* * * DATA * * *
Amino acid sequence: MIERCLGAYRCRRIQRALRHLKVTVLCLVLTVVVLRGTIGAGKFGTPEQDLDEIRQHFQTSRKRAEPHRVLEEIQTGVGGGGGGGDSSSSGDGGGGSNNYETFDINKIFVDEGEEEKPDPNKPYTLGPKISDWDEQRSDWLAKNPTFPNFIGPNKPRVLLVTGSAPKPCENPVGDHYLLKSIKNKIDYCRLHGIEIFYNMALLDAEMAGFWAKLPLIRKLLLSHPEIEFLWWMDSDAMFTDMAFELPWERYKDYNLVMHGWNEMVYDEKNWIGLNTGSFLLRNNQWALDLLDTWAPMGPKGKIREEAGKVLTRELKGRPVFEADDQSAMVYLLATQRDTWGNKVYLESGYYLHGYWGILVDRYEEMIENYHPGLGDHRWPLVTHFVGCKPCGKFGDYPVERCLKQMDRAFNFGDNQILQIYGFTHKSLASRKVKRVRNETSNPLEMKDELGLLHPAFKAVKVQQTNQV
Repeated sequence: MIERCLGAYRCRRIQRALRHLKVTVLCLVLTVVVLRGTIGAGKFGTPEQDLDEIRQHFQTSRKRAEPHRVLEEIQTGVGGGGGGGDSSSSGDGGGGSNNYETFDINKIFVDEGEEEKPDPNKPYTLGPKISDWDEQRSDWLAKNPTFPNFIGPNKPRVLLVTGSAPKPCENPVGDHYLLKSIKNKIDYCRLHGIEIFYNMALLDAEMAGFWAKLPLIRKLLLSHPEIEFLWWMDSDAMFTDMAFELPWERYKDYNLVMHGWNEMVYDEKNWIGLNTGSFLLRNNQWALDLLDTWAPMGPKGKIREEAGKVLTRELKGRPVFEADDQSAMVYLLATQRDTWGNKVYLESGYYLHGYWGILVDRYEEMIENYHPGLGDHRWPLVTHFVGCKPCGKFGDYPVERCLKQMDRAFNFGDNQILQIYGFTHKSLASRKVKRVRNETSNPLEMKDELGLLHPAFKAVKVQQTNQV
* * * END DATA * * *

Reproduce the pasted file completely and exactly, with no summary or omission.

Amino acid sequence: MIERCLGAYRCRRIQRALRHLKVTVLCLVLTVVVLRGTIGAGKFGTPEQDLDEIRQHFQTSRKRAEPHRVLEEIQTGVGGGGGGGDSSSSGDGGGGSNNYETFDINKIFVDEGEEEKPDPNKPYTLGPKISDWDEQRSDWLAKNPTFPNFIGPNKPRVLLVTGSAPKPCENPVGDHYLLKSIKNKIDYCRLHGIEIFYNMALLDAEMAGFWAKLPLIRKLLLSHPEIEFLWWMDSDAMFTDMAFELPWERYKDYNLVMHGWNEMVYDEKNWIGLNTGSFLLRNNQWALDLLDTWAPMGPKGKIREEAGKVLTRELKGRPVFEADDQSAMVYLLATQRDTWGNKVYLESGYYLHGYWGILVDRYEEMIENYHPGLGDHRWPLVTHFVGCKPCGKFGDYPVERCLKQMDRAFNFGDNQILQIYGFTHKSLASRKVKRVRNETSNPLEMKDELGLLHPAFKAVKVQQTNQV
Repeated sequence: MIERCLGAYRCRRIQRALRHLKVTVLCLVLTVVVLRGTIGAGKFGTPEQDLDEIRQHFQTSRKRAEPHRVLEEIQTGVGGGGGGGDSSSSGDGGGGSNNYETFDINKIFVDEGEEEKPDPNKPYTLGPKISDWDEQRSDWLAKNPTFPNFIGPNKPRVLLVTGSAPKPCENPVGDHYLLKSIKNKIDYCRLHGIEIFYNMALLDAEMAGFWAKLPLIRKLLLSHPEIEFLWWMDSDAMFTDMAFELPWERYKDYNLVMHGWNEMVYDEKNWIGLNTGSFLLRNNQWALDLLDTWAPMGPKGKIREEAGKVLTRELKGRPVFEADDQSAMVYLLATQRDTWGNKVYLESGYYLHGYWGILVDRYEEMIENYHPGLGDHRWPLVTHFVGCKPCGKFGDYPVERCLKQMDRAFNFGDNQILQIYGFTHKSLASRKVKRVRNETSNPLEMKDELGLLHPAFKAVKVQQTNQV